|Brien M. Posey|
Until Microsoft released MOSS 2007, document library metadata was stored in columns, much the same way that data is stored in a SharePoint list. Because these columns are bound to the document library, the columns essentially define the metadata schema for the entire document library.
This doesn't seem like a big deal, after all, a lot of documents share the same types of metadata. It wouldn't be unthinkable, for instance, to associate metadata fields containing the document's name and the name of the original author with every document in a document library. Beyond that, though, associating metadata with a document library could cause problems.
One of the more common problems is that, often, metadata fields in SharePoint are not populated. A lot of users don't populate the metadata fields, either because they're lazy or because they don't know how. But with the new content features in MOSS 2007, administrators can make populating metadata fields a requirement.
Problem solved, right? Not exactly. Unfortunately, requiring metadata fields to be populated can lead to this even bigger problem: Not all documents need the same metadata.
Let's say, for example, that I want to store two documents in a SharePoint document library -- an article and an invoice. Both types of documents could benefit from the use of metadata, but, most likely, the metadata fields that would be appropriate would vary by document type.
If I were to create metadata for this article, I would probably use the Document Name field, but I might also create a field for the site that it was submitted to. I might include a document abstract where I could write a short summary of the article. And, while the Site Submitted field might be relevant for both the article and the invoice, I'd rather create a Boolean field for my invoices that indicates whether they have been paid. That way, I could search all of the invoices that have not been paid yet. To that end, this field, while great for invoices, wouldn't really work for documents containing the articles written.
So what's the solution? In previous versions of SharePoint, you had two choices: (1) Make populating the metadata fields optional. That way, you could fill in only the fields that apply to a specific document. And (2) Create separate document libraries for each type of document.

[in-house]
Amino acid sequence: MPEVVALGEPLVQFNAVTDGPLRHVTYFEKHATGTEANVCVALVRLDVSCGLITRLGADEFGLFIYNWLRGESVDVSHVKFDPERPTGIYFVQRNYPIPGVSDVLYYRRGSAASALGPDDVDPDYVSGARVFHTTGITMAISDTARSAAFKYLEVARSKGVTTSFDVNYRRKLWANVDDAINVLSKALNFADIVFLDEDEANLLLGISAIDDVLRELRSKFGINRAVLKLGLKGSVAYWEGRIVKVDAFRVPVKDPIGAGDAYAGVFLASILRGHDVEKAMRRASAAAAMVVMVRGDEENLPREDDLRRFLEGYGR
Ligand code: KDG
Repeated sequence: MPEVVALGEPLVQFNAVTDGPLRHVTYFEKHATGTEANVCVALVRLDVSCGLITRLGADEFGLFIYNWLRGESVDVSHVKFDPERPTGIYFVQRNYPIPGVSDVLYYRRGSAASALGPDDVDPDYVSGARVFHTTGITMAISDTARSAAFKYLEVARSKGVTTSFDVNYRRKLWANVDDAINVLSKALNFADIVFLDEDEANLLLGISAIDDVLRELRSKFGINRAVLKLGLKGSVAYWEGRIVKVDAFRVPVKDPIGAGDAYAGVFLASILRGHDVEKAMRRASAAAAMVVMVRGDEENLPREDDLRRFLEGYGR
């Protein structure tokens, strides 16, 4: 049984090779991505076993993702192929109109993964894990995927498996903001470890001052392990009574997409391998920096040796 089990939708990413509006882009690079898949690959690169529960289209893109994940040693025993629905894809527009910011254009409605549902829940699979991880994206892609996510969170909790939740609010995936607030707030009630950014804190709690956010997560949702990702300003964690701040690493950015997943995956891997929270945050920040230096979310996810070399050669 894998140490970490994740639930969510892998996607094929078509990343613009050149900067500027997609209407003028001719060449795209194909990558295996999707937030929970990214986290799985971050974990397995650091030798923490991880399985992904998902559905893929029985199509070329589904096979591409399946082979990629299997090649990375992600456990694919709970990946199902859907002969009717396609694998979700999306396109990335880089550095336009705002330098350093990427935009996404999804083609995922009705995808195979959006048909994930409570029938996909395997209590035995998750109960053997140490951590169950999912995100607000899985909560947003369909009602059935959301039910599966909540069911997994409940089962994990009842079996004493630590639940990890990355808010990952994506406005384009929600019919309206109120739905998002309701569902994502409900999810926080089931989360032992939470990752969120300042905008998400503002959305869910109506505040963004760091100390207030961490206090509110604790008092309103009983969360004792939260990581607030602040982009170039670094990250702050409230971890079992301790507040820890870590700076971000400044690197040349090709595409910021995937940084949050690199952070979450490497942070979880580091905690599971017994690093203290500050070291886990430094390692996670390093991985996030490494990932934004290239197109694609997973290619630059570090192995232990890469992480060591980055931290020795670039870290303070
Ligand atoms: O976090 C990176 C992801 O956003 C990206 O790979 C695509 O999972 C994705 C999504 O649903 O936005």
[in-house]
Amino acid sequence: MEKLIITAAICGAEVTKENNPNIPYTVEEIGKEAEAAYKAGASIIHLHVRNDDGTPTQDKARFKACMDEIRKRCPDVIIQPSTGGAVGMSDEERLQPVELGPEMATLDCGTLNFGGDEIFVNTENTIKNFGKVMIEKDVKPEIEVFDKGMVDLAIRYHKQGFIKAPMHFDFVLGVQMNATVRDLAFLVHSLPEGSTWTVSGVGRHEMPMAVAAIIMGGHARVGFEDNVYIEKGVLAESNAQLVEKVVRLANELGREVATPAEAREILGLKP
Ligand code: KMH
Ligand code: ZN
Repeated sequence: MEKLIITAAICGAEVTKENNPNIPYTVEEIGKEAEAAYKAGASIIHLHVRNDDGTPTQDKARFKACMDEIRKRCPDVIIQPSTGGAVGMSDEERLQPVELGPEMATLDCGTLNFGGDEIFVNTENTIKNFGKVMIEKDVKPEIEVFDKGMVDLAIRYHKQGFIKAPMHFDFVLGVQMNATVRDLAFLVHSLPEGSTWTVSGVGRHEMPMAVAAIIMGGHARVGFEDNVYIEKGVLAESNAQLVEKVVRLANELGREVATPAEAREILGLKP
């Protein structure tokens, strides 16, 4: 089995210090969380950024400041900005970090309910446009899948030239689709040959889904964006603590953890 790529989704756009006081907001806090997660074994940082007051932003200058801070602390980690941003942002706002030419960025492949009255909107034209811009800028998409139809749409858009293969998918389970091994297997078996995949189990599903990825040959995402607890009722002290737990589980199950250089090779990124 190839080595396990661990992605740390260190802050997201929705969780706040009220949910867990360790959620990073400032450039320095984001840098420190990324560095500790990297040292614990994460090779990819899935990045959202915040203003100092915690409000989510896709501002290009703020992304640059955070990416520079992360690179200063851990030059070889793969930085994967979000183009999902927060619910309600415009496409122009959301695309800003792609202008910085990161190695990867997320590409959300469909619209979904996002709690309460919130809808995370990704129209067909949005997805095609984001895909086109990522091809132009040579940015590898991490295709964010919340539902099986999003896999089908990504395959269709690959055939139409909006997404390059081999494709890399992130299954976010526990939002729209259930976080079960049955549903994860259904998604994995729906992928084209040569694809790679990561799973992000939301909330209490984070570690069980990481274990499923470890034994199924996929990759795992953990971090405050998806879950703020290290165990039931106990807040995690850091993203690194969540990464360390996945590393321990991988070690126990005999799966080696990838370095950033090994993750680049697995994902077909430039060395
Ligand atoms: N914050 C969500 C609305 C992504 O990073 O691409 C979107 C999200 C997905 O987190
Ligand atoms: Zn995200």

In MOSS 2007, however, administrators can define a new content type and apply it to documents. To create a new content type, click the Site Actions button, select Site Settings, and the option command Modify All Site Settings. Next, click the Site Content Types link located in the Galleries section on the following page. Now click the Create button. You'll be directed to the "New Site Content Type" page (shown in Figure A) where you'll have to fill in a few simple fields.
You can include a newly created content type in a document library by going to the "Site Settings" page and clicking the Site Libraries and the Lists links found in the Site Administration section.
Next, click the link to customize your document library. As you can see in Figure B, the "Customize Documents" page contains a Content Type section. If you click the Add From Existing Site Content Types link, you will be given the chance to add stock or custom content types to the document library.
It's fairly easy to define a new content type in Microsoft Office SharePoint Server 2007. And when you click on an individual content type, shown in the figure above, it allows you to specify metadata for that content type.
|Brien M. Posey, MCSE, has received Microsoft's Most Valuable Professional Award four times for his work with Windows Server, IIS and Exchange Server. He has served as CIO for a nationwide chain of hospitals and healthcare facilities and was once a network administrator for Fort Knox. You can visit his website at www.brienposey.com.|
This was first published in March 2009